Celebrating Mass outside the once-proud pink-and-white cathedral, now a shell of rubble where a rotting body lay in the entrance, the Rev. Eric Toussaint preached of thanksgiving to a small congregation of old women and other haggard survivors assembled under the open sky.
"Why give thanks to God? Because we are here," Toussaint said. "What happened is the will of God. We are in the hands of God now."
Mondesir Raymone, a 27-year-old single mother of two, was grateful. "We have survived by the grace of God," she said.
But others were angry.
"It's a catastrophe and it is God who has put this upon us," said Jean-Andre Noel, 39, a computer technician. "Those who live in Haiti need everything. We need food, we need drink, we need medicine. We need help."
Were his parishioners being helped? Toussaint was asked. "Not yet," he replied.
The U.N. World Food Program was "pretty well on target to reach more than 60,000 people today," up from 40,000 the previous day, WFP spokesman David Orr said. But U.N. officials said they must raise that to 2 million within a month. The U.S. aid chief, Rajiv Shah, told "Fox News Sunday" he believed the U.S. distributed 130,000 "meals ready to eat" on Saturday, but the need was much larger. "We're really trying to address it," he said.
In a further sign of the delays, the aid group CARE had yet to set a plan for distributing 38 tons of WFP high-energy biscuits in outlying areas of Haiti, CARE spokesman Brian Feagans said Sunday. He did not say why.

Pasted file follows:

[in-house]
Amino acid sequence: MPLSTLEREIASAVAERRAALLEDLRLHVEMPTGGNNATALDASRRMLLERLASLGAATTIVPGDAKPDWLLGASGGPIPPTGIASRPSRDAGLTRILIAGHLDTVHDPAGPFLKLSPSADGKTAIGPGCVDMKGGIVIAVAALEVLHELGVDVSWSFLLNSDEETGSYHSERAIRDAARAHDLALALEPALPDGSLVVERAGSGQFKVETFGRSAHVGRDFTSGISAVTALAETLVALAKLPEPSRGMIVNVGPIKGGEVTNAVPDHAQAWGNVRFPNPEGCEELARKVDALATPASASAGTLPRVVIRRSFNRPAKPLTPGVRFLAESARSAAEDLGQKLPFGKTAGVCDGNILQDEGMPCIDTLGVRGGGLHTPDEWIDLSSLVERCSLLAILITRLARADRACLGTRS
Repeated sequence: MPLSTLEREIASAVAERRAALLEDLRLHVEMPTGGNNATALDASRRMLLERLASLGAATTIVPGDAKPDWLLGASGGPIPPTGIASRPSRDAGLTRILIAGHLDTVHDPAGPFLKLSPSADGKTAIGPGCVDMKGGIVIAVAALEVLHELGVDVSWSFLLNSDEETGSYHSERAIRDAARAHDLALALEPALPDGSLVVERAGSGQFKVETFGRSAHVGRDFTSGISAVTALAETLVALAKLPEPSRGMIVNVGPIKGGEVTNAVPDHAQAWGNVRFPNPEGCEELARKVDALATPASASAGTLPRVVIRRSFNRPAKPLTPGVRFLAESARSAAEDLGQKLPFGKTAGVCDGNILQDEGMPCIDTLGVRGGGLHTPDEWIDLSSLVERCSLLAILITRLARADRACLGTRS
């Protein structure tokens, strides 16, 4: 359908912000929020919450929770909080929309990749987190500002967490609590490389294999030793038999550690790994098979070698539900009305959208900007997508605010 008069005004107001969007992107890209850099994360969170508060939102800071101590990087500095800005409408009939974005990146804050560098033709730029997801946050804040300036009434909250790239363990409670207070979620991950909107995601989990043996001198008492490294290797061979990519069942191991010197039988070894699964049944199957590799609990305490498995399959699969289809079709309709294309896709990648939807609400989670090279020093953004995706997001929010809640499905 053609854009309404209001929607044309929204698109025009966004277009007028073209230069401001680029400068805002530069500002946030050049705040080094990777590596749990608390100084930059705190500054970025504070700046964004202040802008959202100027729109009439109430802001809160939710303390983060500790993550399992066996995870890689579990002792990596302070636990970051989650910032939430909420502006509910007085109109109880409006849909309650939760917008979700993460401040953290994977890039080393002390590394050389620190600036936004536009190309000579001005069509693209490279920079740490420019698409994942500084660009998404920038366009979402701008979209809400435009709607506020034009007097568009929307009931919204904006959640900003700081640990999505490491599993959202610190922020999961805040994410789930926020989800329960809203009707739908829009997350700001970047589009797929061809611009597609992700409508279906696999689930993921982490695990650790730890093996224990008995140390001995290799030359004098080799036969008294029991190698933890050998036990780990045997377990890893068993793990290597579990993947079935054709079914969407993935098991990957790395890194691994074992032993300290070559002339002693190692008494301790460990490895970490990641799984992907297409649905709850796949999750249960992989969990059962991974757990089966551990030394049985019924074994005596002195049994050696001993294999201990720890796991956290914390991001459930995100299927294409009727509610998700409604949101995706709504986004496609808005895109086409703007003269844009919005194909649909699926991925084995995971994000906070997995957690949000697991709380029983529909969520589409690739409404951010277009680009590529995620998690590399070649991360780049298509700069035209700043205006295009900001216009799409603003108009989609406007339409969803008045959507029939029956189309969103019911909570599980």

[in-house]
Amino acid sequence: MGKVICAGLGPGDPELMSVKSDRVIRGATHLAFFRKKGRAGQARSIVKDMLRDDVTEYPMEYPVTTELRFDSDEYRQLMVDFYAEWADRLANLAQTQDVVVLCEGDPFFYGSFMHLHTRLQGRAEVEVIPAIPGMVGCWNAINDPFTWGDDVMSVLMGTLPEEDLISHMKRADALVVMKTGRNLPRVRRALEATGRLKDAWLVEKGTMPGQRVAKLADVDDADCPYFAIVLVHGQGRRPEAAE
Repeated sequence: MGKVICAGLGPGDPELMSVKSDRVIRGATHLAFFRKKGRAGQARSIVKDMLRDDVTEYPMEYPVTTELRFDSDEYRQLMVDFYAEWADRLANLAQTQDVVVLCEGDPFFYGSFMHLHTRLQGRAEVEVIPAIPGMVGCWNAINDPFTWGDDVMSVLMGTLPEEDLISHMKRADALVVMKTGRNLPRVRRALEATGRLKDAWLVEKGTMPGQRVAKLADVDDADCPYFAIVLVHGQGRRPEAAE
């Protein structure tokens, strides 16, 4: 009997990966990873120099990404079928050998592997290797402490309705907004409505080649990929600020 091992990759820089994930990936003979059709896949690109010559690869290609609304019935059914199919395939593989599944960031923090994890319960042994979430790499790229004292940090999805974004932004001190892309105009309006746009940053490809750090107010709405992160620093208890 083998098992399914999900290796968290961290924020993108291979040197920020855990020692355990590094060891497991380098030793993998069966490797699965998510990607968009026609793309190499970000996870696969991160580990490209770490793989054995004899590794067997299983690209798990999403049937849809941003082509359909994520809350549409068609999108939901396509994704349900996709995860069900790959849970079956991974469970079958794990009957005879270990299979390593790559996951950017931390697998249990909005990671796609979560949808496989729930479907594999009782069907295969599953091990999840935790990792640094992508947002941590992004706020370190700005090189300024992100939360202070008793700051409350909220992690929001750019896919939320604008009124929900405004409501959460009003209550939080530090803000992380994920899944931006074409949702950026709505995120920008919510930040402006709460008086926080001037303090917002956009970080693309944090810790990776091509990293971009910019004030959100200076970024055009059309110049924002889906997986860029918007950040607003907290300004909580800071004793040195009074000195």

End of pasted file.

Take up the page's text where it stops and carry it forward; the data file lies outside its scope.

The Geneva-based aid group Doctors Without Borders put it bluntly: "There is little sign of significant aid distribution."
The "major difficulty," it said, was the bottleneck at the airport, under U.S. military control. It said a flight carrying its own inflatable hospital was denied landing clearance and was being trucked overland from Santo Domingo, almost 200 miles away in the Dominican Republic, delaying its arrival by 24 hours.
French, Brazilian and other officials had earlier complained about the U.S.-run airport's refusal to allow their supply planes to land. A World Food Program official told The New York Times that the Americans' priorities were out of sync, allowing too many U.S. military flights and too few aid deliveries.
The U.S. has completely taken over Port-au-Prince airspace and incoming flights have to register with Tyndall Air Force Base in Florida, said Chief Master Sgt. Ty Foster, Air Force spokesman here.
"You won't have the stray cats and dogs allowed to come into the airspace and clog it up," he said.
On Sunday, WFP spokesman Gregory Barrow in Rome was more positive, speaking of "extremely close cooperation" with the U.S. at the airport. But a coordinator here for Spain's international development agency, Daniel Martin, complained that their aid supplies had been diverted to Santo Domingo, and Doctors Without Borders spokesman Jason Cone said the U.S. military needed "to be clear on its prioritization of medical supplies and equipment."